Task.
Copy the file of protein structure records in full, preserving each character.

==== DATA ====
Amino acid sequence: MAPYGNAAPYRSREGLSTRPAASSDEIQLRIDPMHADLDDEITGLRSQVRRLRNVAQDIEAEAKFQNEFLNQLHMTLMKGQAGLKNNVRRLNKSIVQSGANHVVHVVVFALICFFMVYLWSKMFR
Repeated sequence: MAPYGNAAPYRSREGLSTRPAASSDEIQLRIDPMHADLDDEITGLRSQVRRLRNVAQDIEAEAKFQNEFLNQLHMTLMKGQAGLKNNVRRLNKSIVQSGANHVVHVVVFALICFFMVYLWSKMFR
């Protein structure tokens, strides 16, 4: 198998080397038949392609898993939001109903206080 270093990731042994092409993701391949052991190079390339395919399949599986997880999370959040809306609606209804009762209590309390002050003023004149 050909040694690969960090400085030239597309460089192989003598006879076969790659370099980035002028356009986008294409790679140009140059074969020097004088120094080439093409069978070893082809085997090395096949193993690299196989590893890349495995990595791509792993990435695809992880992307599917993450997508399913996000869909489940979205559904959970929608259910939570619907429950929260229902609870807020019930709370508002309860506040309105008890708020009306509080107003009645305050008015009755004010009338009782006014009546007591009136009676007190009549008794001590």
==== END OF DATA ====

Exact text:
Amino acid sequence: MAPYGNAAPYRSREGLSTRPAASSDEIQLRIDPMHADLDDEITGLRSQVRRLRNVAQDIEAEAKFQNEFLNQLHMTLMKGQAGLKNNVRRLNKSIVQSGANHVVHVVVFALICFFMVYLWSKMFR
Repeated sequence: MAPYGNAAPYRSREGLSTRPAASSDEIQLRIDPMHADLDDEITGLRSQVRRLRNVAQDIEAEAKFQNEFLNQLHMTLMKGQAGLKNNVRRLNKSIVQSGANHVVHVVVFALICFFMVYLWSKMFR
């Protein structure tokens, strides 16, 4: 198998080397038949392609898993939001109903206080 270093990731042994092409993701391949052991190079390339395919399949599986997880999370959040809306609606209804009762209590309390002050003023004149 050909040694690969960090400085030239597309460089192989003598006879076969790659370099980035002028356009986008294409790679140009140059074969020097004088120094080439093409069978070893082809085997090395096949193993690299196989590893890349495995990595791509792993990435695809992880992307599917993450997508399913996000869909489940979205559904959970929608259910939570619907429950929260229902609870807020019930709370508002309860506040309105008890708020009306509080107003009645305050008015009755004010009338009782006014009546007591009136009676007190009549008794001590």